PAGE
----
Saturday, June 14, 2008

What the sources say about the golden angel

With help from Will McLean and Google I am able to post what contemporary writers said about the golden angel which took part in Richard II's coronation.

First, the chronicler Thomas Walsingham, with what is supposed to be straight reportage:

The city was in every way most richly adorned, and the conduits ran with wine for three hours. In the upper end of the Cheap was erected a castle with four towers ; on two sides of which ran forth wine abundantly. In the towers were placed four beautiful virgins, of stature and age like to the King, apparelled in white vestures; these damsels, on the King's approach, blew in his face leaves of gold, and threw on him and his horse counterfeit golden florins. When he was come before the castle, they took cups of gold, and filling them with wine at the spouts of the castle, presented the same to the King and his nobles. On the top of the castle, betwixt the towers, stood a golden angel, holding a crown in his hands ; and so contrived, that, when the King came, he bowed down and offered him the crown.

William Langland, a poet, seems to include this scene (argues Scott Lightsey's Manmade Marvels) in an allegorical/fantastic view of the kingdom in Piers Ploughman,:

Then looked up a lunatic · a lean thing withal,
And kneeling before the king well speaking said:
`Christ keep thee sir King · and thy kingdom,
And grant thee to rule the realm · so Loyalty may love thee,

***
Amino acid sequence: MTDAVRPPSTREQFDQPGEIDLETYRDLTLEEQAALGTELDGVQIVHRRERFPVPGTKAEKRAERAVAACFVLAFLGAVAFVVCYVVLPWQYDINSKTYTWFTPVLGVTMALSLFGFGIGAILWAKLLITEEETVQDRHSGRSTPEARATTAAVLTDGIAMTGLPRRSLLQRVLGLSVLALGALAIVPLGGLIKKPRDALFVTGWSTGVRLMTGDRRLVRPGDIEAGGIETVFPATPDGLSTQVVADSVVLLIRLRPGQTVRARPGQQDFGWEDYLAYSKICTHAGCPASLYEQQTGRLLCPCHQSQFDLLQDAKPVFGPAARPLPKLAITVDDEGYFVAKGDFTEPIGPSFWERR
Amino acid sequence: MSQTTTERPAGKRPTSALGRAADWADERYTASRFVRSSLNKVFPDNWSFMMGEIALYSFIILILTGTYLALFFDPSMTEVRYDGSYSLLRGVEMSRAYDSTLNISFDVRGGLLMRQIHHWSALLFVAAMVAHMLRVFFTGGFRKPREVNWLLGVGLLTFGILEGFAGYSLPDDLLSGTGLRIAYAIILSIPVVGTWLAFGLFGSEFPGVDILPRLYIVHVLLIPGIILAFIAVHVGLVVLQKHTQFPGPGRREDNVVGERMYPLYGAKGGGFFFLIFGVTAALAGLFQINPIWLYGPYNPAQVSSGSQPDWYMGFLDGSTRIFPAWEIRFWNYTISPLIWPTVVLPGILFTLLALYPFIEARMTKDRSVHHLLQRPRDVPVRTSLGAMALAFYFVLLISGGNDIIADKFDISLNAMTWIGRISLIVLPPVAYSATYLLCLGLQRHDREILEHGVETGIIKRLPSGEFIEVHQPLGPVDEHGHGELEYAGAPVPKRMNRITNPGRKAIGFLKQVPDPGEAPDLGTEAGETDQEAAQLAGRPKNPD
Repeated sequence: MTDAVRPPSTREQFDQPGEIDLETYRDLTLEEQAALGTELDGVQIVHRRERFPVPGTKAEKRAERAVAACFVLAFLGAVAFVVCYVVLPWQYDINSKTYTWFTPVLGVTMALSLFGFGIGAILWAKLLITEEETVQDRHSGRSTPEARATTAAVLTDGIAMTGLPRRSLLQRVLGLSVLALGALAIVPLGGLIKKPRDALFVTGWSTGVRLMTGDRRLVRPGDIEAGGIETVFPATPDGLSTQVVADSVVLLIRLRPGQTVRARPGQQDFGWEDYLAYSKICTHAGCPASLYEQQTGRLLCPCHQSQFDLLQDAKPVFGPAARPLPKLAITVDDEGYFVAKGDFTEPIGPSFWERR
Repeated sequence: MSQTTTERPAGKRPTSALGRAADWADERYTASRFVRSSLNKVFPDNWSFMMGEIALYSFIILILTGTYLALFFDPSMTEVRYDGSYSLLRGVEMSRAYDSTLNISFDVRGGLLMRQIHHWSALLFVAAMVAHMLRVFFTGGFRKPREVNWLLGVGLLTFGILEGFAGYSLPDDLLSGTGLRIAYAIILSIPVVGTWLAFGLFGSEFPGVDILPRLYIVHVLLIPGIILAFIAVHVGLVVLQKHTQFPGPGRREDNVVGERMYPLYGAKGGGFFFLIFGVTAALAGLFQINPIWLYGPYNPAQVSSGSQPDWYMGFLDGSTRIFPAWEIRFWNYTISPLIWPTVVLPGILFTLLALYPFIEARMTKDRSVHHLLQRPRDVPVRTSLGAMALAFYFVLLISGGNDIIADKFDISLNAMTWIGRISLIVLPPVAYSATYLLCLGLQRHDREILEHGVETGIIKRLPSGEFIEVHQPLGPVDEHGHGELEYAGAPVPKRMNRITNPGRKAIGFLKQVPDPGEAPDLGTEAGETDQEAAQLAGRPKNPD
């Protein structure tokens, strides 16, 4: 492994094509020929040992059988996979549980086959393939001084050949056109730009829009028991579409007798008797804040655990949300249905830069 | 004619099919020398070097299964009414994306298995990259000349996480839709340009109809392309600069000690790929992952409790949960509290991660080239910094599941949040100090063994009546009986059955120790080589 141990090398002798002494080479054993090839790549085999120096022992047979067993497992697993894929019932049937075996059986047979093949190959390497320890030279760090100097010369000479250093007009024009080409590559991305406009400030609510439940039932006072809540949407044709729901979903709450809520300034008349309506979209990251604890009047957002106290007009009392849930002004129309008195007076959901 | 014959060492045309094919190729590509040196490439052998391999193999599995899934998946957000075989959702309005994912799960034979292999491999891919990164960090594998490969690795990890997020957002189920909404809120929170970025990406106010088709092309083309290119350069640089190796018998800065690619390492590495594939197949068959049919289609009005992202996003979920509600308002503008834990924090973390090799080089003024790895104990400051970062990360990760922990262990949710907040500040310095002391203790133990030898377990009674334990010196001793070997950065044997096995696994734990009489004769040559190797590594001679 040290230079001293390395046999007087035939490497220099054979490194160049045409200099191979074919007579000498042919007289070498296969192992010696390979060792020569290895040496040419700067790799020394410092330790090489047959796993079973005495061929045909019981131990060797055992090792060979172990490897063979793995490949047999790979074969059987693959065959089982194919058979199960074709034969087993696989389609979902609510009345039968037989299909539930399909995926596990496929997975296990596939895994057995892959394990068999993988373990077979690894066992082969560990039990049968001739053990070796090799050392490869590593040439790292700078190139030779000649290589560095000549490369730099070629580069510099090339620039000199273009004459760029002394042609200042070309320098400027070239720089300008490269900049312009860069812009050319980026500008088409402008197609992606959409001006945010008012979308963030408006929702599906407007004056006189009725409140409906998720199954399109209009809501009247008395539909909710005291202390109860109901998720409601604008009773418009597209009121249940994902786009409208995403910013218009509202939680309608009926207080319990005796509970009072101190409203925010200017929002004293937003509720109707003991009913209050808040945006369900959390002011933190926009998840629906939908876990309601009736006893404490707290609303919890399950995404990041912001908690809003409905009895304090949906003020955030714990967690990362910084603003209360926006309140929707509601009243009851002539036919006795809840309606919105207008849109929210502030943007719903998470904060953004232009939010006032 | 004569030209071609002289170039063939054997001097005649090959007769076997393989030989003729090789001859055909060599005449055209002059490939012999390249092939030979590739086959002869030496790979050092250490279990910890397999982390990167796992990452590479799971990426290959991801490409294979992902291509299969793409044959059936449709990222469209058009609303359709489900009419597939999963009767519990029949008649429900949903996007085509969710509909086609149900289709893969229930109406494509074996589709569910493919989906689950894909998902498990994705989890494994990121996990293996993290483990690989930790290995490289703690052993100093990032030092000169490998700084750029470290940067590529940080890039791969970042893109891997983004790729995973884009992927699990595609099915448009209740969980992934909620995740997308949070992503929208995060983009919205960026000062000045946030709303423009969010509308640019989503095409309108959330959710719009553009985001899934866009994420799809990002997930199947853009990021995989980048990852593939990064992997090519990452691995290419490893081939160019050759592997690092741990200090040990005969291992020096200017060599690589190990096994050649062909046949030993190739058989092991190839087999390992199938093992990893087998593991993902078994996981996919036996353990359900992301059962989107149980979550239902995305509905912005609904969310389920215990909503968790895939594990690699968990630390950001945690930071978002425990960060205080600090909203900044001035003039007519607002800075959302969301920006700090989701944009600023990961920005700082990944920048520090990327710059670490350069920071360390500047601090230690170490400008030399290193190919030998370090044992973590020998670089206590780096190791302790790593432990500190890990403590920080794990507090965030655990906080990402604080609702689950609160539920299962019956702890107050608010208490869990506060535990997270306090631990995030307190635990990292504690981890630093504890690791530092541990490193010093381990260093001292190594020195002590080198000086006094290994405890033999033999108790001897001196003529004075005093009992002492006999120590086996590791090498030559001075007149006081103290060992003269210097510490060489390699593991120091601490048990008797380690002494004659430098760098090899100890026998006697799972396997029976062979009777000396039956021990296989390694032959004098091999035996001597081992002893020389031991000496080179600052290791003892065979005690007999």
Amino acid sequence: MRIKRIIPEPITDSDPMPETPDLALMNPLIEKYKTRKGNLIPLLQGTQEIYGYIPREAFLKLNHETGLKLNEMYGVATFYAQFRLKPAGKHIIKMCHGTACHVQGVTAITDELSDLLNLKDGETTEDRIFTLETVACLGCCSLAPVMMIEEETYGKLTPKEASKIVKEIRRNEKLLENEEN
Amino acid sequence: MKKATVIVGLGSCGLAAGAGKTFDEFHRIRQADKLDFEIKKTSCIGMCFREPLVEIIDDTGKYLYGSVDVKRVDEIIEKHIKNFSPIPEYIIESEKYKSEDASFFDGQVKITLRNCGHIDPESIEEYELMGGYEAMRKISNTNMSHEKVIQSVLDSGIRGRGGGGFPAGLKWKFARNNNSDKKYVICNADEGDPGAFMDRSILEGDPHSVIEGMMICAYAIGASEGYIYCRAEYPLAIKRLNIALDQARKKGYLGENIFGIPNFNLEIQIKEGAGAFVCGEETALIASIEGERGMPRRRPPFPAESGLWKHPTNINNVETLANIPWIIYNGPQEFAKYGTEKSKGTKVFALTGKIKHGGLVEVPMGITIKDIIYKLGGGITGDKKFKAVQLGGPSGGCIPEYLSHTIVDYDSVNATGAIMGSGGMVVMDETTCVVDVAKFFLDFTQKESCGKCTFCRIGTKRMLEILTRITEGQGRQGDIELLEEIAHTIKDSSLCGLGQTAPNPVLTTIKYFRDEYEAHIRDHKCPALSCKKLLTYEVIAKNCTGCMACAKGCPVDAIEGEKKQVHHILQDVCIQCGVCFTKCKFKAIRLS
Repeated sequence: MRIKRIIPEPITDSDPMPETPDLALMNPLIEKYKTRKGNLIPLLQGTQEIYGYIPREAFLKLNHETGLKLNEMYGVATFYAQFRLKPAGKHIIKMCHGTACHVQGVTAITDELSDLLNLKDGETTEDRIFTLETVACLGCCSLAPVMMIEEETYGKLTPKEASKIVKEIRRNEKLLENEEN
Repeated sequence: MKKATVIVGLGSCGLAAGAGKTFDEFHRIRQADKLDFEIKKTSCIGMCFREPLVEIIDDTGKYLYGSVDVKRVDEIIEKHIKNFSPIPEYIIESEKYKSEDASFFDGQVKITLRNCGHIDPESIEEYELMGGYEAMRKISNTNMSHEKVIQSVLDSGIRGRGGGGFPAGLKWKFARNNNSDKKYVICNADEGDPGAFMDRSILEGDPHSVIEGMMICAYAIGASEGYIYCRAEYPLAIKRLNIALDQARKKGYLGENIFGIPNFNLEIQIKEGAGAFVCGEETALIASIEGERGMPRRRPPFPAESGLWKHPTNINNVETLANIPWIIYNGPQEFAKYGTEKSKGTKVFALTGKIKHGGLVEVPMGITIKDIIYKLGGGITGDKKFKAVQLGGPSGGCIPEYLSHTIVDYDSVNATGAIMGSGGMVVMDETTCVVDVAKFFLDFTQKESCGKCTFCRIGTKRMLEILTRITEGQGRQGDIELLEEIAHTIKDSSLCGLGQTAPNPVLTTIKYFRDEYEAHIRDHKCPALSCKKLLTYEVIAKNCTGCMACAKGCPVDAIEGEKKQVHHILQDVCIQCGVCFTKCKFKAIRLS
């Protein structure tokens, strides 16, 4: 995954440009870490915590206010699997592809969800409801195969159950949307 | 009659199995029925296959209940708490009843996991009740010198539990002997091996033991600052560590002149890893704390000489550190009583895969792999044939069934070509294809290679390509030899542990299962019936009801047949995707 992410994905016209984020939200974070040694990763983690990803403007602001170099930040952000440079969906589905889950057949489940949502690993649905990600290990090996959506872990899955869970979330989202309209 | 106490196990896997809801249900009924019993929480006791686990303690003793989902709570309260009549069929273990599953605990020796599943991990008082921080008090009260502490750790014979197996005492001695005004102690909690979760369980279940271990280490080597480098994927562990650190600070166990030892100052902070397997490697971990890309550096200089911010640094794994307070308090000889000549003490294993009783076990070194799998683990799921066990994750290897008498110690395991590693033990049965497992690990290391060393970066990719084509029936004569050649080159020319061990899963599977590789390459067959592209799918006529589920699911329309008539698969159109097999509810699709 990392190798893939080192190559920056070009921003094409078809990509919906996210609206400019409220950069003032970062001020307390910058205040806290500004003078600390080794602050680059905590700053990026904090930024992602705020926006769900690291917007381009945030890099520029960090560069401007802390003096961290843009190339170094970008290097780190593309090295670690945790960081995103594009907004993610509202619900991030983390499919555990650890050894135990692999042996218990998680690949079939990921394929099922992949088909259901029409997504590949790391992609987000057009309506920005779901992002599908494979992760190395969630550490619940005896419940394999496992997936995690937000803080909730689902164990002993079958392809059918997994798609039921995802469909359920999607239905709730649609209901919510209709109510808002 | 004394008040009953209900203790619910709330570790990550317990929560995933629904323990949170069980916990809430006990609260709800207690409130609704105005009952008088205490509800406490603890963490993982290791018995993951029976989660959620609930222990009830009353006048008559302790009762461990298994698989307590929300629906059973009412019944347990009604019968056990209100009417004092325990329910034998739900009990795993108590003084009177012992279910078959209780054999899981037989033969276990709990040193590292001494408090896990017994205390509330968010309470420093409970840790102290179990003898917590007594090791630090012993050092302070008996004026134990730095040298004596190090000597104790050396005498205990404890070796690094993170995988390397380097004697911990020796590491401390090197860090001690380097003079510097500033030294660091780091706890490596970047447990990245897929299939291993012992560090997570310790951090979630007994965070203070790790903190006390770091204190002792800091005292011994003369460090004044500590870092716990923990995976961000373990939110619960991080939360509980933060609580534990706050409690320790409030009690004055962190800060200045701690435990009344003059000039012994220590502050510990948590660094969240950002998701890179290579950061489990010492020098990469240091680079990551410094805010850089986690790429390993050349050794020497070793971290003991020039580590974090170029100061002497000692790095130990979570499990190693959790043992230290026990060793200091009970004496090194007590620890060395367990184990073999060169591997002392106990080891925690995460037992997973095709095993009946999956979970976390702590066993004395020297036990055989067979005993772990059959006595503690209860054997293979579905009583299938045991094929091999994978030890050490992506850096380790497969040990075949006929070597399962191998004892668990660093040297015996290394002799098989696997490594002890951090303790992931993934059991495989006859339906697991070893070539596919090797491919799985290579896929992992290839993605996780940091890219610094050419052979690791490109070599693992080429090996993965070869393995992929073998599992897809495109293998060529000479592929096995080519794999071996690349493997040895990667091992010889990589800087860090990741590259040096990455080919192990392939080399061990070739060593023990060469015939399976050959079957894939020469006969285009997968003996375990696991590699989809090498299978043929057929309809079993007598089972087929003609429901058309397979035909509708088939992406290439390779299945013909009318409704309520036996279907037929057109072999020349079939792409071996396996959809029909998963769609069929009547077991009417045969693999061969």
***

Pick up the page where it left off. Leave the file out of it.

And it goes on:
And for thy rightful ruling · be rewarded in heaven.'
Then in the air on high · an angel of heaven
Stooped and spoke in Latin · for simple men could not
Discuss nor judge · that which should justify them,
But should suffer and serve · therefore said the angel:

`Sum Rex, sum Princeps: neutram fortasse deinceps;
O qui jura regis Christi specialia regis, hoc quod agas melius Justus es,
esto pius!
Nudum jus a te vestiri vult pietate; qualia vis metere talia grand sere.
Si jus nudatur nudo de jure metatur; si seritur pietas de pietate
metas.'
Then an angry buffoon · a glutton of words,
To the angel on high · answered after:
`Dum rex a regere dicatur nomen habere,
Nomen habet sine re nisi studet jura tenere.'
Then began all the commons · to cry out in Latin,
For counsel of the king · construe how-so he would:
`Praecepta regis sunt nobis vincula legis.

I am not feeling confident enough in my Latin at the moment to translate those passages in their entirety, but it seems that this passage pits the angel and the rich commons of the kingdom (or the parliamentary Commons), who are anxious to give a pious king divine power, against buffoons and lunatics who say "Since the king (rex) gets his name from guiding (regere), he has that name to no purpose unless he strives to keep the law."

Hardly relevant to today's concerns, eh?

Update: Thanks to Scott Lightsey's book (p. 46), I can now include what the Anonimalle Chronicle says:

Set up in the middle of the Cheap stood tower of painted canvas, curiously constructed, over timber support-beams; about the tower were four turrets, in which stood four damsels, exceedingly lovely and beautifully arrayed, and these said damsels threw gold coins in the direction of the prince's coming. Within the said tower had also been built a small belfry, and on the belfry stood an angel bearing a golden crown holding it out towards the said prince, to do him comfort.

1 comment:

  1. That's certainly some food for thought!

    ReplyDelete